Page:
facebook_small.jpgADOTAS – Do you think Mark Zuckerberg and crew might pick up my variation on Timothy Leary’s LSD cheer as Facebook’s new slogan? As Facebook is assisting users in expanding their social connections through its network, Leary was trying to get people to expand their minds, one tab (or many) at a time.

In fact, the term “drop out” was not about getting stoned or intoxicated, Leary commented in his autobiography “Flashbacks”:

“‘Drop out’ suggested an elective, selective, graceful process of detachment from involuntary or unconscious commitments. ‘Drop Out’ meant self-reliance, a discovery of one’s singularity, a commitment to mobility, choice, and change.”

The mobility aspect arrived to the social network late yesterday with the must-speculated about location-based service Facebook Places, giving Facebook members the power of the check-in to share their locations via mobile device. To jump on the check-in train, iPhone users need only download the latest Facebook application while other smartphone users can visit touch.facebook.com on a mobile browser, as long as it supports HTML5 and geolocation.

Places allows checked-in users to see nearby friends and check other people in, which Gawker explains could be very bad with some amusing examples:

“You are at the bar when you are supposed to be at your girlfriend’s crappy art show. Your chat with your friend Jane, who checks into the bar and tags you: ‘At this awesome bar, just talked to [Your name here] about his Star Wars memorabilia collection!’ Your girlfriend sees this on Jane’s wall, walks over to the bar and dumps you on the spot.”

Further down, Gawker gives detailed instructions on opting out having your friends check you in — like assembling IKEA furniture, a manual helps when navigating Facebook privacy controls. Plenty more websites have popped up that help users check out of check-ins, but to be fair the Facebook blog announcing Places is surprisingly detailed as far as opting out is concerned.

Facebook staff had reportedly had been in a state of lockdown before this release. I wonder if the company is letting the employees go home and see their families instead of relegating them to the offices’ vacuum sealed hydropods.

Then again, does Facebook let employees have families or does everyone just get a turn playing mommy and daddy to Zuck? That could be another reason for the reported recent long-serving employee exodus.

But does this all sound a bit like what location-based mobile social networks such as Gowalla and Foursquare (TechCrunch noticed that the Facebook Places logo looks a lot like the number 4 in a square) already do? A little bit, said Ken Johns, senior vice president and digital strategist at Brunner
notes that location-based social networks currently boast only about 10 million users — Facebook’s 500 million users brings instant scale (or insta-scale).

BuddyMedia CEO Mike Lazerow also chimed in: “It’s clear that no one can do location-based social marketing at scale other than Facebook. I don’t think other services such as Foursquare will completely go away, but those smaller services just can’t do location at a global level like Facebook can, given their massive user base.”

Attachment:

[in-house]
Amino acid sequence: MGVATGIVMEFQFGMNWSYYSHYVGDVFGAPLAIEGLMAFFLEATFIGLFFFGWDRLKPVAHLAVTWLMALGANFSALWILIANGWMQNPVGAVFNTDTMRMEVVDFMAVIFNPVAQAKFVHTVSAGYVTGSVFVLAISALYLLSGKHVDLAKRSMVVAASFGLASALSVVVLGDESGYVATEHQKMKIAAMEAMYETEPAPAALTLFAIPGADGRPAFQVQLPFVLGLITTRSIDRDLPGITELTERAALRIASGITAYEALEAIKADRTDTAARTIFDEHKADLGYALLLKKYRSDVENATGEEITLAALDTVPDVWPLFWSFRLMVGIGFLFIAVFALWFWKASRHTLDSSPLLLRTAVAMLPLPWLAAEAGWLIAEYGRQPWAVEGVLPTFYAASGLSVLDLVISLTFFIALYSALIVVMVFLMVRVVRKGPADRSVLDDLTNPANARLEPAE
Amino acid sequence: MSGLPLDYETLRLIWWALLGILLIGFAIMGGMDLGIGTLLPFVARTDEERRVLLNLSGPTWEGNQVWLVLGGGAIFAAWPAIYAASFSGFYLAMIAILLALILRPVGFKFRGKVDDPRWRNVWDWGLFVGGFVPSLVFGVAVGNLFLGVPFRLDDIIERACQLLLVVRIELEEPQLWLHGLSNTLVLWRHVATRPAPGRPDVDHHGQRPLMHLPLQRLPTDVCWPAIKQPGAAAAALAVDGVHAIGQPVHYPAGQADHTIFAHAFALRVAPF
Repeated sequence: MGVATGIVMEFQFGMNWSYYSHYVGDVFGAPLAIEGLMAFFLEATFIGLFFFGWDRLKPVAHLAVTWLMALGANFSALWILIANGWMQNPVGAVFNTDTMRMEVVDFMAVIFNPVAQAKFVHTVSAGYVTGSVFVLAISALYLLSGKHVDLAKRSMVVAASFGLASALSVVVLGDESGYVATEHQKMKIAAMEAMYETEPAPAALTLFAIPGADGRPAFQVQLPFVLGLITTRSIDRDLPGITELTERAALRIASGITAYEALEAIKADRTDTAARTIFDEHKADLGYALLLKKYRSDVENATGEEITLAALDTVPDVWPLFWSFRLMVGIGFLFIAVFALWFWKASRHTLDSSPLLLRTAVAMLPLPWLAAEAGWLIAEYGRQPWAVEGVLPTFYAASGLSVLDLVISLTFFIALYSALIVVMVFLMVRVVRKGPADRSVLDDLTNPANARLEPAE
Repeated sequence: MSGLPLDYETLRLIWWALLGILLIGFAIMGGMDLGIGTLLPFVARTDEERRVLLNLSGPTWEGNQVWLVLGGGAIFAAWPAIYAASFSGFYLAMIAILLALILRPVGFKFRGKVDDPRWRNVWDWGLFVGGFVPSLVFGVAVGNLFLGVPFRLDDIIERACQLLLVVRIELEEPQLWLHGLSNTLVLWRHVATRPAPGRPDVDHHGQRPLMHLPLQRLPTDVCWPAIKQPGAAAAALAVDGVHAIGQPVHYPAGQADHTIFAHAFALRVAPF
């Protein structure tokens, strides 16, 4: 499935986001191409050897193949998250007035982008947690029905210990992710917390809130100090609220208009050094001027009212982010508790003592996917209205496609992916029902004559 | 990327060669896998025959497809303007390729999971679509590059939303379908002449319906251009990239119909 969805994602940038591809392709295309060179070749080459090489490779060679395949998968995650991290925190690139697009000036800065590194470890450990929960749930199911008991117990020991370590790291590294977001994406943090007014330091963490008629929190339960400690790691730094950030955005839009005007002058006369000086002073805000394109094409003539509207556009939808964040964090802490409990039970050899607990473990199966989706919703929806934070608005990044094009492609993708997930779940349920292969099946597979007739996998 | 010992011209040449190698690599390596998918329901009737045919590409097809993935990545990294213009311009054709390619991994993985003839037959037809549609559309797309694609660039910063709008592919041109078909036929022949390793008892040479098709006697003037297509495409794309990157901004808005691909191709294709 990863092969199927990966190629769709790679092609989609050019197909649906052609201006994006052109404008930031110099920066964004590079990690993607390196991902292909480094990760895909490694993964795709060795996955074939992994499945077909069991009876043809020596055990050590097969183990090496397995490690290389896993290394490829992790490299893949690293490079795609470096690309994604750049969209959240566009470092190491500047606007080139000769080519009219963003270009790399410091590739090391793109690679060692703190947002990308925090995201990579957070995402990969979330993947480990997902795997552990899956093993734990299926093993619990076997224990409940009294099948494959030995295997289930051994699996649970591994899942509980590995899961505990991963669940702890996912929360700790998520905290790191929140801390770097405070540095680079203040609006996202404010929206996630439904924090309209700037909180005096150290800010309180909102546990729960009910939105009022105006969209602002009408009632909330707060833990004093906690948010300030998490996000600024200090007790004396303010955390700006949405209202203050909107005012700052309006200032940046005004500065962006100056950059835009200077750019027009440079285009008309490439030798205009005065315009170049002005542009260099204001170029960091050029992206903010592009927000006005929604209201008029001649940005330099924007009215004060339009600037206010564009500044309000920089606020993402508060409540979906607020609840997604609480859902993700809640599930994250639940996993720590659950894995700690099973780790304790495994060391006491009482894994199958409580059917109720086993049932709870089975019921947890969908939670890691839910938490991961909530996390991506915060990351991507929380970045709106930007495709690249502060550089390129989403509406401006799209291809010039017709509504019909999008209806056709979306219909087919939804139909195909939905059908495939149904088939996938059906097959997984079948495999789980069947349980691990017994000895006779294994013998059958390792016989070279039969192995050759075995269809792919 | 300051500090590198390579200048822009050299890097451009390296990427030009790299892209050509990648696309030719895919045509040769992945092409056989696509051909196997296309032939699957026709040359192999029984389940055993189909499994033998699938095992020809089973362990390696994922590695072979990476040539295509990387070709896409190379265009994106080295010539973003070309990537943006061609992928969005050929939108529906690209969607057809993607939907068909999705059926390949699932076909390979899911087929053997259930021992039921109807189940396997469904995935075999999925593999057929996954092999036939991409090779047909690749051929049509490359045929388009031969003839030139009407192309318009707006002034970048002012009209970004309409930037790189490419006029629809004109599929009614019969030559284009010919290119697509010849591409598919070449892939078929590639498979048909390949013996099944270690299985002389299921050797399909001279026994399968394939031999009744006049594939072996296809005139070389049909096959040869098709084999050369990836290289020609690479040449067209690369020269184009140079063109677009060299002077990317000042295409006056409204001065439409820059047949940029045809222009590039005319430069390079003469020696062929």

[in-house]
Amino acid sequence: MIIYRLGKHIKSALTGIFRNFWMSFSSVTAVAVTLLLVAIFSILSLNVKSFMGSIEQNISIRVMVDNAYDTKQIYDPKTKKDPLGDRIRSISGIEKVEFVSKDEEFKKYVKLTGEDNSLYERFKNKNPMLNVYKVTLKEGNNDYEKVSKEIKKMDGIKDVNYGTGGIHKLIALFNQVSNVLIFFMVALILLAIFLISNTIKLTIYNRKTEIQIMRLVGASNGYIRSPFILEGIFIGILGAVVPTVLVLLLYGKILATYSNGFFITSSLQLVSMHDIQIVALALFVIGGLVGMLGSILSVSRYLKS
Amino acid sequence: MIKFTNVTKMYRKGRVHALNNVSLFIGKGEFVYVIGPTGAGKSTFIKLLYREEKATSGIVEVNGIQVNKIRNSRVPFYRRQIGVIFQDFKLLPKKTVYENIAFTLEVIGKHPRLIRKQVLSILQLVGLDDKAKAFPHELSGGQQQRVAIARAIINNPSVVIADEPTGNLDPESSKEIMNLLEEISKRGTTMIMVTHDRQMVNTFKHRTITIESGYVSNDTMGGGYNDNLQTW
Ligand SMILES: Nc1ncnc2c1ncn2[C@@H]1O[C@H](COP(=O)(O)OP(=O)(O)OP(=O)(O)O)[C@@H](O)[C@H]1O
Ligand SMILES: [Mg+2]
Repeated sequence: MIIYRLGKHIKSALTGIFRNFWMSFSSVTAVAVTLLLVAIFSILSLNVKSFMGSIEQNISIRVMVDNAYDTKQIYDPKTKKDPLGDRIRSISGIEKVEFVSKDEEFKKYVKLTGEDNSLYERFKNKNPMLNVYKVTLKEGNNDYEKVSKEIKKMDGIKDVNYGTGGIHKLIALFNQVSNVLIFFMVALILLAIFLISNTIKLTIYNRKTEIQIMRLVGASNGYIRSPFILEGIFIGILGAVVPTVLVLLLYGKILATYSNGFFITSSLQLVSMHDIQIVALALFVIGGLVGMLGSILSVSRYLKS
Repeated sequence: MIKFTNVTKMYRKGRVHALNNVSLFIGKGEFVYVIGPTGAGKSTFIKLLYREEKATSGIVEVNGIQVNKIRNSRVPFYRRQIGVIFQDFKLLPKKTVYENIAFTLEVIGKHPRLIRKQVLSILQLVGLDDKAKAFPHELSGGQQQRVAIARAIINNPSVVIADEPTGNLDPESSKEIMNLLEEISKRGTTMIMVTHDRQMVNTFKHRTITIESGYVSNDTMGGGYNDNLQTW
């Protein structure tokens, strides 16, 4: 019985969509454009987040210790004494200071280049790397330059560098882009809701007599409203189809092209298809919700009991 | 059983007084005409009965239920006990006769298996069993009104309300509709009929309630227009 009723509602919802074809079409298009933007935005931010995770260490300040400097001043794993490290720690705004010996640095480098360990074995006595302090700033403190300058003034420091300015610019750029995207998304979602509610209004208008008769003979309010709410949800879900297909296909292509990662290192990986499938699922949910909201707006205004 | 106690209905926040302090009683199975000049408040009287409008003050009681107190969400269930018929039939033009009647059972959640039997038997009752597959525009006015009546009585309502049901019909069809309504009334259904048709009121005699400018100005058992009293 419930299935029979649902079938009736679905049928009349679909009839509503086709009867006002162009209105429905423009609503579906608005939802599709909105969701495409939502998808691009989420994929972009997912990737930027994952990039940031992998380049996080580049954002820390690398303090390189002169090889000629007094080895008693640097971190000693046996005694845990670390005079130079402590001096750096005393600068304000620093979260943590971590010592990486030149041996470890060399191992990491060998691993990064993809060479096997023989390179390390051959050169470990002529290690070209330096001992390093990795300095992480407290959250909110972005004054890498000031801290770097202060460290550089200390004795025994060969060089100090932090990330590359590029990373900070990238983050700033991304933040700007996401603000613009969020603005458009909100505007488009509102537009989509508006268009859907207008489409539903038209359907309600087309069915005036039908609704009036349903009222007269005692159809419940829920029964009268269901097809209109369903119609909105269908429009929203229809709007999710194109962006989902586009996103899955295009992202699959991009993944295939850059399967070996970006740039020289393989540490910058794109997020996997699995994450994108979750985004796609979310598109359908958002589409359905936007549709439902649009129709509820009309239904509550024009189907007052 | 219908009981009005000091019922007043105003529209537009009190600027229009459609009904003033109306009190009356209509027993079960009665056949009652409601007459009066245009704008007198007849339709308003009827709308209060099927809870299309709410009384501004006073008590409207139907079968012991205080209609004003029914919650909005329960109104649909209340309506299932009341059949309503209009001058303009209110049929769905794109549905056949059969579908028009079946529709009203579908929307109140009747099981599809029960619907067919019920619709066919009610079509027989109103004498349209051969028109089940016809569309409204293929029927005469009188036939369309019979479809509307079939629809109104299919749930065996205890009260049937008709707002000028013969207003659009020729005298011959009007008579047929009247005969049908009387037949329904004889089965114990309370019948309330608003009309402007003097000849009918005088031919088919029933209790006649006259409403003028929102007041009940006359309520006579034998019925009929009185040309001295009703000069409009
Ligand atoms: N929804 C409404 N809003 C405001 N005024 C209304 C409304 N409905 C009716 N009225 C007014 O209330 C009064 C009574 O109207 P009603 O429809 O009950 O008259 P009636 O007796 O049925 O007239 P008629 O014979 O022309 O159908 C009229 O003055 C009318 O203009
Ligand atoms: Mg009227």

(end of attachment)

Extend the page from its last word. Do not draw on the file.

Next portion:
But previews of Facebook Places revealed that the social Goliath would be partnering with moso networks, not directly competing with them. Dave Marsey, senior vice president of media for Digitas, noted that that Gowalla and Foursquare executives shared the stage during the Places announcement.

Facebook’s entry into the space is likely to affect the trajectory of moso networks, he said. “Places will put pressure on [location-based mobile social networks] to share more insights/data given Facebook’s 500 million user footprint and gives Facebook huge clout in setting the future strategy/direction for location based services.”

And oh what wonderful data will Facebook Places produce for marketers.

“To this point, geo-based marketing has largely been about web-based ads served on IP addresses or a data point that projects where a person is, has been or will be,” Johns said. “This new development may allow for more real, real-time and accurate data that gives marketers a higher degree of confidence in location-aware marketing.

Marsey was particularly excited about new data streams relating to time. “Think hyper-dayparting,” he said. “We’ll know a very narrow timeframe that’s best to push offers or premium content to an audience. ”

Local retailers are bound to see the most benefit from the new services.

“Local retail chains and independent venues will now be able to push hyper-local offers to their potential customers,” Marsey added. “The smallest, ‘mom-and-pop’ will have a low-cost, direct connection to their local customers.”

Indeed, in estimating Facebook ad revenue of $1.26 billion in 2010, eMarketer noted that the fastest growing revenue source for Facebook is its self-serve advertiser platform, which is primarily used by local marketers.

Frank O’Brien, founder of creative agency Conversation, was impressed that Facebook’s waited for the market to prove it was ready for this kind of tech before rolling it out, and the company’s appeal to members with children by marketing it as a “time capsule tool.” Such an approach gives the social network a much-needed human touch while subtly addressing privacy concerns,” he said.

But will users, who have been unsatisfied with recent Facebook’s privacy overhauls, be willing to bite? Marsey ventured that
“[a]s long as there is demonstrated consumer value through special offers or premium content/services and an engaging experience, consumers will latch on.”